September 5th, 2019
A foul-smelling algae bloom on a beach close to the Ringsend Wastewater Treatment Plant this week was made more likely by sewage problems at the facility, a marine expert has said.
Earlier this week, members of the public reported a brown foul-smelling slick
on Shelly Banks and solid material of up to a foot in depth.
Some witnesses told The Irish Times that the smell was
akin to the foul smell of sewage and that toilet paper could be seen on the
An inspection from Dublin City Council earlier this week found that the material was an algae called ectocarpus and found no evidence of sewage discharge.
Ectocarpus siliculosis tends to produce
an odour similar to that of sewage as it decays, compelling many Dubliners to
contact the Council to express their concern over the previous few months.
Speaking to The Green News, however, Karin Dubsky of
Coastwatch Ireland said that more recurring incidences of sewage overflows at the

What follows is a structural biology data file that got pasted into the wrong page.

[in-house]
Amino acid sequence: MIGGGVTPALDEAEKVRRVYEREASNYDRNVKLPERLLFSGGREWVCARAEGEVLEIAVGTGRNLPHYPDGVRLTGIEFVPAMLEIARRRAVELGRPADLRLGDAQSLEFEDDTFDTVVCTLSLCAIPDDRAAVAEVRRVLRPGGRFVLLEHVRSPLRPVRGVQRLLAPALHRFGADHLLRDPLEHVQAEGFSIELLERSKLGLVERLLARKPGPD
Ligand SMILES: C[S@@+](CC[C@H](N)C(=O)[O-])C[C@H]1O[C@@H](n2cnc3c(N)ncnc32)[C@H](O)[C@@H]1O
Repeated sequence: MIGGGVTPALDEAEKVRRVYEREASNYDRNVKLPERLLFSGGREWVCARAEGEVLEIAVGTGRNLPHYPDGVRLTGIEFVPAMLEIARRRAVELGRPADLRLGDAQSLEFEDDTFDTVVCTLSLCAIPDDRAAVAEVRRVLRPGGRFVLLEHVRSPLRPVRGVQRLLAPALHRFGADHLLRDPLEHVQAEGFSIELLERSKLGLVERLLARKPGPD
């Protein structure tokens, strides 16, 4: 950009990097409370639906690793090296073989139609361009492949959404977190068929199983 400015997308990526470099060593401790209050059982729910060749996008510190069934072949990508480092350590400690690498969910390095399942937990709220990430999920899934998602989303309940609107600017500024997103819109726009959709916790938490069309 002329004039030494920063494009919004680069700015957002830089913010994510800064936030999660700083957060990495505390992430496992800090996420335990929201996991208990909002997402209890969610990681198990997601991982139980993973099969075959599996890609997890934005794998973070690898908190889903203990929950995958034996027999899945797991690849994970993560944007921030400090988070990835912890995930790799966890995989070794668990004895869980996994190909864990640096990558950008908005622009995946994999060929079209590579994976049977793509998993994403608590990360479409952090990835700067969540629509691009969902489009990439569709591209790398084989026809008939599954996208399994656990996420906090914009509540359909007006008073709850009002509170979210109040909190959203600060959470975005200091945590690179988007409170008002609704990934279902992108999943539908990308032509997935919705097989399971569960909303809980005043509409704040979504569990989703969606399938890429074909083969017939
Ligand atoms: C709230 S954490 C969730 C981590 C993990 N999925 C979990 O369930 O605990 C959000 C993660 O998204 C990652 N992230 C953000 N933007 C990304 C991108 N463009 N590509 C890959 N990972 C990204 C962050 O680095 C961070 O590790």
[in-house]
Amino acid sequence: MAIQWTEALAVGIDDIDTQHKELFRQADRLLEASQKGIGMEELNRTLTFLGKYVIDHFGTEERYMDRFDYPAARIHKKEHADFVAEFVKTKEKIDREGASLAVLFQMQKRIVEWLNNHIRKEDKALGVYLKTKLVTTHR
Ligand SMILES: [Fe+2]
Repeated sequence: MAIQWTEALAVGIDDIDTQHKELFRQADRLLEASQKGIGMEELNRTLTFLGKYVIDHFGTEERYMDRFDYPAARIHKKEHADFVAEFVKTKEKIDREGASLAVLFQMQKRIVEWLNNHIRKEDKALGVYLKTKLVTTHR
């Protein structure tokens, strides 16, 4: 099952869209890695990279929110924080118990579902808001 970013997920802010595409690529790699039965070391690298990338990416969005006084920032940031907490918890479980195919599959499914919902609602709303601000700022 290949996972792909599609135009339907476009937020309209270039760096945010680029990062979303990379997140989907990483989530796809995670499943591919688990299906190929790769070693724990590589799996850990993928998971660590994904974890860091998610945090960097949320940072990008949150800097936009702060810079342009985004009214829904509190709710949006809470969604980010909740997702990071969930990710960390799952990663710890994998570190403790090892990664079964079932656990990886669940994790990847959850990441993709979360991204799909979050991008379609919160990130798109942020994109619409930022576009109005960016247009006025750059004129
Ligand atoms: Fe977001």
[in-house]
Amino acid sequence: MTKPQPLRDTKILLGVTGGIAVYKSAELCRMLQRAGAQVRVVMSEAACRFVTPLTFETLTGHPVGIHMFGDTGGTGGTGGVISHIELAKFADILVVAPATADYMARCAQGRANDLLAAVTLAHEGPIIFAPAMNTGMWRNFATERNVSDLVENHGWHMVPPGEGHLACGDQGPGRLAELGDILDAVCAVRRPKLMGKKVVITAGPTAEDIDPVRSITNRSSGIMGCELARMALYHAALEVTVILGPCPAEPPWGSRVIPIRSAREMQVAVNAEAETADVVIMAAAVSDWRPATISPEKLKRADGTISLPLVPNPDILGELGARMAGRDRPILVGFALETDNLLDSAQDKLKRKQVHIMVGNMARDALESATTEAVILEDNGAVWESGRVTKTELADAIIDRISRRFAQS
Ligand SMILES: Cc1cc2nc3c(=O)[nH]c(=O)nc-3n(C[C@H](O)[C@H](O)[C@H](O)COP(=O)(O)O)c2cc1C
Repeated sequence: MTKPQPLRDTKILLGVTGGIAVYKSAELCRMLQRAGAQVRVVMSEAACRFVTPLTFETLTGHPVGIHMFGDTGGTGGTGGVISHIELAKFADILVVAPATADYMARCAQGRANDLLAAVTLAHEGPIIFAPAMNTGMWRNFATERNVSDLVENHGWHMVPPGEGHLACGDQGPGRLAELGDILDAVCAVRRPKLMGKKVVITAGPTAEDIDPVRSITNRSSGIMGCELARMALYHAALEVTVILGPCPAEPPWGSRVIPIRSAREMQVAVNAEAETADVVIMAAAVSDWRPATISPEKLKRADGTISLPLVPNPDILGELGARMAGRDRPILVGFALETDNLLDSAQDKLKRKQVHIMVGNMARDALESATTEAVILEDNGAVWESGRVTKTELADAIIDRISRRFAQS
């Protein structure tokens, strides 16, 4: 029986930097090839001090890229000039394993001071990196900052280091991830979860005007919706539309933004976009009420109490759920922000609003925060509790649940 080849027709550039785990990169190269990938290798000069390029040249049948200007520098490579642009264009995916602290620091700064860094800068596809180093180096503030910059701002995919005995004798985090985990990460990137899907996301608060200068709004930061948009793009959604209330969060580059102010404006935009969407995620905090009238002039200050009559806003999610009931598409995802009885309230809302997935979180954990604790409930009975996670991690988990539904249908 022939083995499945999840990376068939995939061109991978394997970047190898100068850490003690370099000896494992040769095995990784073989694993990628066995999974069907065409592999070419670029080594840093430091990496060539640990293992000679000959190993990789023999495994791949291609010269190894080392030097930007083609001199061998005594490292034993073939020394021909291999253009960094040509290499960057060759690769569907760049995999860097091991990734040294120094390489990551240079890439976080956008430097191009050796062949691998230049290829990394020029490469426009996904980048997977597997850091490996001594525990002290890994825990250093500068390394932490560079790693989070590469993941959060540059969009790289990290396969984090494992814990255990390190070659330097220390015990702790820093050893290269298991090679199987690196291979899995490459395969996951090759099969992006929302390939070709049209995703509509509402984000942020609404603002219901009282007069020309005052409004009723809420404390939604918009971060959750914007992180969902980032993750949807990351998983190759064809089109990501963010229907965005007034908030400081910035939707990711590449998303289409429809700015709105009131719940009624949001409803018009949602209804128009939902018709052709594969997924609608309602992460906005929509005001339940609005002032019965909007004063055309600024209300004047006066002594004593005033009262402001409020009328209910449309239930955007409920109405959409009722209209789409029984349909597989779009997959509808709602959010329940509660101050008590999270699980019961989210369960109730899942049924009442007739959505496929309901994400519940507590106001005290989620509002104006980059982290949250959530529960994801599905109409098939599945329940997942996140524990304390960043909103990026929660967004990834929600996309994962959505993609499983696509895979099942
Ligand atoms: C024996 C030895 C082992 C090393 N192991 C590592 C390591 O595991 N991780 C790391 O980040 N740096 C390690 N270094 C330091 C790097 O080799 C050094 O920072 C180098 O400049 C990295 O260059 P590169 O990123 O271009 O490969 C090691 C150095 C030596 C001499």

Ringsend plant has provided a suitable environment for the growth of such
“More sewage overflows means a higher nutrient content in Dublin bay
waters and hence more food for the brown goo Ectocarpus and bright green Ulva
blooms which we see in the bay today,” added Ms Dubsky, who is also a
researcher at Trinity College Dublin.
Earlier in the summer, a number of algal blooms were reported along the Dublin
coast, causing closures at several beaches including Sandycove and the Forty
Data released to TheJournal.ie
shows that untreated wastewater has overflowed into Dublin Bay from Plant near
Poolbeg more than 100 times since 2015. Ms Dubsky warned that the Ringsend
leakage is not the only issue that is deepening the problem.
“It’s not just one big Ringsend discharge as the treatment plant is
struggling, it’s all those smaller stormwater overflows mixed with sewage water
which are discharging right at high watermark onto the shore,” she said.
Nitrate pollution in water is associated with various ailments including Blue Baby Syndrome, a rare condition affecting infants who ingest nitrates. Recent studies also suggest that ingesting nitrates may contribute to colorectal cancer, thyroid disease and congenital disabilities.
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